Model II Projector
This ZEISS II Planetarium Projector
was for many years the instrument that operated at the old seat of the Rome Planetarium
in the Octagonal Room at Diocletian’s Baths in Piazza d’Esedra. The optical
projector was constructed by the Zeiss Company from Jena and was at the cutting edge of its era. Rome’s
projector was the thirteenth Zeiss projector installed in the world. The Model
II was the first planetarium projector to be widely distributed throughout the
The instrument was donated by
Germany to Italy as part
of World War One damages. It was positioned in the middle of the Sala and was surrounded by wooden seats.
To one side a bench was placed that held the command panel for the motor, which
was equipped with electrical instruments that had illuminated arrow indicators.
The Octagonal Room had a diameter of 22 metres and its dome rose 19 metres; it
was able to house 387 guests. The model II was made of two 0.5 metre diameter spheres
that were joined by a long three pronged metallic cylinder that was set into a
central socket that allowed for free movement in all directions. The entire projection
apparatus was set on a wheeled framework that did not impede the spheres’
movements. The spheres were equipped with 31 projection lamps to represent the
stars on their very same magnitude, another 11 projected the Via Lacetea (the galaxy) and a further 30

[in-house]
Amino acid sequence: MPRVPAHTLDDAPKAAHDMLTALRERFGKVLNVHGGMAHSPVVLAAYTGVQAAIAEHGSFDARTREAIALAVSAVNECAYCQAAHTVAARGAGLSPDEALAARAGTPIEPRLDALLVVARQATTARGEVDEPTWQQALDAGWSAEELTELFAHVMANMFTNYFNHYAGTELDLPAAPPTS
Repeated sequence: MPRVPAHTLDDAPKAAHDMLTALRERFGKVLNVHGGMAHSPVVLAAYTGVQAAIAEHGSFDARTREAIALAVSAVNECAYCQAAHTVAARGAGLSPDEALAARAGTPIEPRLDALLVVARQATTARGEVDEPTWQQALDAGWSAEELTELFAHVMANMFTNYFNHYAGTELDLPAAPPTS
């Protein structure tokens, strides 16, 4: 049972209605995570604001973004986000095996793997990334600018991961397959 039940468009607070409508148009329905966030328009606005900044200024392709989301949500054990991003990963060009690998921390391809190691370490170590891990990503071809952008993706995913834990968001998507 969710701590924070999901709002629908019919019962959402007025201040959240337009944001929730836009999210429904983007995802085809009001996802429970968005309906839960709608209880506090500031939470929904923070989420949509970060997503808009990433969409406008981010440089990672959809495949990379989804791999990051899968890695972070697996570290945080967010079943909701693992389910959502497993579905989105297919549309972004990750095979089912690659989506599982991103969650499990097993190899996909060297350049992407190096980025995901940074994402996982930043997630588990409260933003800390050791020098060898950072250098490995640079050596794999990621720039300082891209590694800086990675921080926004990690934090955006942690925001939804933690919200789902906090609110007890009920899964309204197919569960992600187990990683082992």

projected star system and the constellation names, the meridians, the ecliptics
of the equator and those of the poles.
The disappearance of the
stars on the horizon was achieved by means of sophisticated diaphragm of shutters
placed on the lenses of the projection apparatus and regulated by lead counter weights.
Inside the connecting cylinder the numerous projectors for the sun, the moon,
Mercury, Venus, Mars, Jupiter and Saturn were positioned. The velocity of
planetary movements was set that a year could run its cycle in seven or three
and a half minutes. The Model II furthermore allowed observers to visualise the
effects of equinox, precession, and changes in terrestrial latitude with complete
representations of the southern hemisphere’s sky as well as the north’s.
The instrument, which is
fully original, has been reassembled but is no longer functional. In 1980 the State
Authority for Heritage decided to close the old planetarium, which had been inaugurated
on 28 October 1928 by Mussolini, to restore the Sala della Minerva to permit it
to become an exhibition hall. On the setting of the old planetarium’s history
the projector was dismantled, packed and delivered to the University of Rome La
Sapienza, which stored it at the Monteporzio
Observatory. In 2000 the university handed over the cases containing the
antique instrument to the Comune di Roma, which reassembled this magnificent
feat of engineering so that it would adorn the entrance of the new Rome
In the world, only two Zeiss
Model II Planetarium Projectors remain, which have had no major modifications: Rome’s projector and a Zeiss II from the original Buhl Planetarium
and Institute of Popular
Science in Pittsburgh,
Buhl Planetarium’s Zeiss II was functional until dismantled and placed in
storage in 2002. The Planetarium of the Royal Observatory of Belgium in Brussels operates a Zeiss
II projector, which was rebuilt after World War II with some refinements.
Additionally, the Osaka (Japan) Science
Museum displays a non-functioning
Zeiss II projector (which had undergone some modifications while in use), the
first planetarium projector in Japan.
Planetarium – 2008 May 20)